How do we tackle the real problems we face?

READ: Against labour, against capital: The phenomenon of bullshit jobs' by clicking on the image

READ: Against labour, against capital: The phenomenon of bullshit jobs' by clicking on the image


The lives we live are becoming more insecure. People can no longer expect to have a stable career from which they get the security of continuous employment with a guaranteed pension in retirement. People may have to re-skill several times over their working lives and yet education is increasingly costly. Meanwhile others are caught between the demands of a precarious labour market and the need to care for relatives.  

As some people are worn down by the pressure to survive, others are driven to sacrifice their wellbeing for financial success.



Levels of economic inequality are at an all-time high. There is an increasing gap between the lives led by those at the top and those struggling. The current social contract is failing and although many want to do something about this they feel powerless to change things.  

Technological advances and the rise of the gig economy continue to destabilise and disrupt traditional labour markets. Society and labour are more fluid, placing strain on communities.

All of these issues have an impact on our wellbeing, regardless of where we sit in the ‘foodchain’. A society that causes stress and resentment at every turn has negative impacts on health, violence, prejudice and isolation.

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The current system of social support is broken. People on low-to-middle incomes actually receive most benefits, not the poorest. For people receiving out-of-work benefits, finding work means losing nearly as much money as is gained.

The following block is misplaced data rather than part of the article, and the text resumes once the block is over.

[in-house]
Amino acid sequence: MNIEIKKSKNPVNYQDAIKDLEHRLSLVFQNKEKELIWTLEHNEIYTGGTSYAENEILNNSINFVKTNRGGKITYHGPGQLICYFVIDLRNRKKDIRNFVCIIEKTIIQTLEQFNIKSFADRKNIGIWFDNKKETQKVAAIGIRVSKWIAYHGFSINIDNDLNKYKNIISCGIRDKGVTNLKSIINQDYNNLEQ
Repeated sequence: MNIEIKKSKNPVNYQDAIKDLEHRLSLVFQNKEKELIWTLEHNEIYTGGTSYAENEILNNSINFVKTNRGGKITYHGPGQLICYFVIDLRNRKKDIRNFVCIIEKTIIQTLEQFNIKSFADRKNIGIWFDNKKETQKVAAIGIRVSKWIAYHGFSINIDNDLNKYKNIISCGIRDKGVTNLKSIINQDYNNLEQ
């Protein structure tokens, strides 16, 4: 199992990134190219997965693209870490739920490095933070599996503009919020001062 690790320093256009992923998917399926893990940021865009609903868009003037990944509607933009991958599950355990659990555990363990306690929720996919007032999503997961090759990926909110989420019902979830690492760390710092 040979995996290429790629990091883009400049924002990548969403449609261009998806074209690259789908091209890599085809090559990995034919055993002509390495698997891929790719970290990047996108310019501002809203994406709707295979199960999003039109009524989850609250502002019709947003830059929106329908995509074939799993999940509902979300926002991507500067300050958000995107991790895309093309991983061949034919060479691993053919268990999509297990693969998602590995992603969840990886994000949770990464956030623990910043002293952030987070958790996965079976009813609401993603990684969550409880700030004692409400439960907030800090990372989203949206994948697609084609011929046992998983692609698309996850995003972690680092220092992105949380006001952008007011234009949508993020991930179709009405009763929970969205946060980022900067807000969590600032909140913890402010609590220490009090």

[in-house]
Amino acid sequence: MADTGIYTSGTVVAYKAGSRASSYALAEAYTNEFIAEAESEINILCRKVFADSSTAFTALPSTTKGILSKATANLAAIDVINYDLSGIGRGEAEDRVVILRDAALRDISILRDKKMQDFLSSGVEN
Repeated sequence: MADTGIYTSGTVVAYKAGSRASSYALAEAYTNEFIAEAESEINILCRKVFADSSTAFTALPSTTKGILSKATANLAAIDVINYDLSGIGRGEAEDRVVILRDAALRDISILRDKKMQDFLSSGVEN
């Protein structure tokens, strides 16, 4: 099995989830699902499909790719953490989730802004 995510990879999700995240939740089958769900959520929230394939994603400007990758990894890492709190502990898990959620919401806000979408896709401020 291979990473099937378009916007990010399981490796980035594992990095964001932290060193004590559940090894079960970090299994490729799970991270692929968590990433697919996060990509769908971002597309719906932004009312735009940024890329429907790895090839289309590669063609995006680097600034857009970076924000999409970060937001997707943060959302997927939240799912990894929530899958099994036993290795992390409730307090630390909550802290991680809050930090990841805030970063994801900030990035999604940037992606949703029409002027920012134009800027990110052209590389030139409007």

The system penalises couples who choose to live together and people in fluctuating employment. Sanctions and administrative delays have led to a significant rise in poverty and hardship, including for many children. Benefits are stigmatised, with £14 billion going unclaimed by those who need support.



No one can avoid what’s going on. No matter where you are on the ladder, all of the issues we face are connected and intertwined. We’re all affected by them and we need to realise that when others suffer and struggle, we all do.

Regardless of your independence, your life is dependent on others.

Regardless of your means, your life will be impacted by economic inequality. Regardless of your position, your life will be impacted by human potential being unrealised.


CLICK picture for image credit

CLICK picture for image credit

We are not unique in this predicament, but do stand to lose significantly if we are not at the forefront of finding new ways to address these issues that tackle the real problems at their source, here on our own doorstep, actively engaging in being part of developing the solutions, rather than waiting for others to fix things.

We need to test how a Universal Basic Income (UBI) could improve stability and security through fluctuating employment and the changing realities of work in Sheffield.  

We need to investigate how a UBI could help rebalance the system for those most in need, redistributing wealth more fairly and significantly cutting poverty, particularly child poverty across our city.

We need to assess how a bureaucracy-free universal payment that goes to support every individual, whether they are in paid work or out of it, would reduce the stigma of benefits.